Commonwealth Games organisers have produced a Glasgow 2014 Factsheet that outlines the history of the event, information on the participating countries and the venues for each event. There is also a Game On Scotland site that “aims to provide inspiration and learning and teaching opportunities related to Glasgow 2014 and other momentous events happening throughout Scotland in the coming years”.
Archive for the ‘sports studies’ Category
While all are agreed that physical activity and exercise are beneficial for health there is less consensus surrounding the length and duration this activity should take. The science journalist Catherine de Lange casts a critical eye over the pros and cons of some recent developments in this field. Whether it is the relatively leisurely jog or the more intense Tabata workouts, the mysteries of spinning classes or the enigma of Bikram Yoga, de Lange consults the various sports scientists to help throw some light on the heat generated.
Glasgow City of Science is a partnership of over 50 organisations including Glasgow City Council, Glasgow Life, universities, Glasgow School of Art, colleges, research pools and local industry. Their mission, “To inspire the curious, stimulate the creative, empower the wise and connect those with passion”, determines that their site has something for everyone with an interest in any aspect of science. Whether you want to keep up to date with current developments, or sign up for one of their Science Walks, the site has something for you.
It would appear that there is more than meets the eye in a winning smile. Dentists have found “striking” levels of bad teeth in athletes competing at the London 2012 Olympic Games. A fifth of athletes surveyed said their oral health actually damaged their training and performance. One in three said their oral health affected their quality of life and one in five said it affected training or athletic performance.
The report concluded that the oral health of athletes attending the dental clinic of the London 2012 Games was poor with a resulting substantial negative impact on well-being, training and performance. As oral health is an important element of overall health and well-being, health promotion and disease prevention interventions are urgently required to optimise athletic performance.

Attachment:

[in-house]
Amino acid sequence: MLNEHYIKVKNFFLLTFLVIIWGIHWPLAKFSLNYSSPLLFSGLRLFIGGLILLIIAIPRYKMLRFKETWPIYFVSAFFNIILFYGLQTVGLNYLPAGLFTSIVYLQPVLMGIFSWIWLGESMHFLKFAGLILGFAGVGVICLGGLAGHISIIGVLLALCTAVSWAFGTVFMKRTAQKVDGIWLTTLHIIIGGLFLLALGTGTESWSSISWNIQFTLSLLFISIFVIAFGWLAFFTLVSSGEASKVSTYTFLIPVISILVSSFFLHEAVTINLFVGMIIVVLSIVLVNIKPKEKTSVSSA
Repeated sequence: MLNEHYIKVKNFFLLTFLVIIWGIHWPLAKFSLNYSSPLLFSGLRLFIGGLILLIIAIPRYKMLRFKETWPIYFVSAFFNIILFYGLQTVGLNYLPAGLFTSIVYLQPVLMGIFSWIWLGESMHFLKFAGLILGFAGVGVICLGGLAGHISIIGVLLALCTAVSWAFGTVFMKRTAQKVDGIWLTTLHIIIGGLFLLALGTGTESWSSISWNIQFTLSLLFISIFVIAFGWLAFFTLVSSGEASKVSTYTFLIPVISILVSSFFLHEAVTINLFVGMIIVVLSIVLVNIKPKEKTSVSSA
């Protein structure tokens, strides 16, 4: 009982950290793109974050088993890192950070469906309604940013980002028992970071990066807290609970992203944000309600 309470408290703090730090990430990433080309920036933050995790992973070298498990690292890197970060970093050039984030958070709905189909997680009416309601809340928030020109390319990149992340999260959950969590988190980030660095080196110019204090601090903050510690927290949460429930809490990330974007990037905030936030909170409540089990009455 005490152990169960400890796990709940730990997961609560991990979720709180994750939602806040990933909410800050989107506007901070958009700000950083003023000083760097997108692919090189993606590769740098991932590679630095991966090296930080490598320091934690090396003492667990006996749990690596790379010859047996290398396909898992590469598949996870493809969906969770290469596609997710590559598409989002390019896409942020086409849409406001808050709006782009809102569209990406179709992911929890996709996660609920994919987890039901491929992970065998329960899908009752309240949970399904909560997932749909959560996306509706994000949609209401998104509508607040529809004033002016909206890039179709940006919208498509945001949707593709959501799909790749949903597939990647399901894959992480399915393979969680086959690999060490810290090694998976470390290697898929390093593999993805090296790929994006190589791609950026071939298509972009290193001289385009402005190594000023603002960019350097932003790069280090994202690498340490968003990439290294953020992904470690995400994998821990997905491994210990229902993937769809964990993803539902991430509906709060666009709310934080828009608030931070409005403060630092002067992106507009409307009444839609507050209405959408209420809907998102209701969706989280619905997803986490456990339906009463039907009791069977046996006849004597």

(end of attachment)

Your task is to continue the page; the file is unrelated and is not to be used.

Ever wondered what it would be like to play football using the 1858 rules of the game? Charging other players and catching the ball allowed; players must provide their own flannel caps to identify which side they’re playing on and referees wear tophats!
The Sheffield: Home of Football project organised an event on 26th June this year which saw teams from local Sheffield schools replace their modern kits and rules for those of 1858. It is thought that this is the first time since the Football Association came into being in 1863 that the original 1858 rules have been used. Using the traditional heavy leather ball, the event demonstrated how much the game has changed over time.
The project has involved a number of schools, working with many hard to reach pupils and communities, investigating the history of football in the Sheffield area. By using local resources such as archives, libraries and football clubs, pupils have created a historical record of the game.
Neuroscientists from the University of East Anglia (UEA) have made a discovery that could pave the way for the rewiring of appetite control. The researchers, whose work has been published in the Journal of Neuroscience, believe that their findings could facilitate the development of long-lasting solutions to eating disorders such as obesity.
The Journal of Neuroscience can be accessed via our SFX system.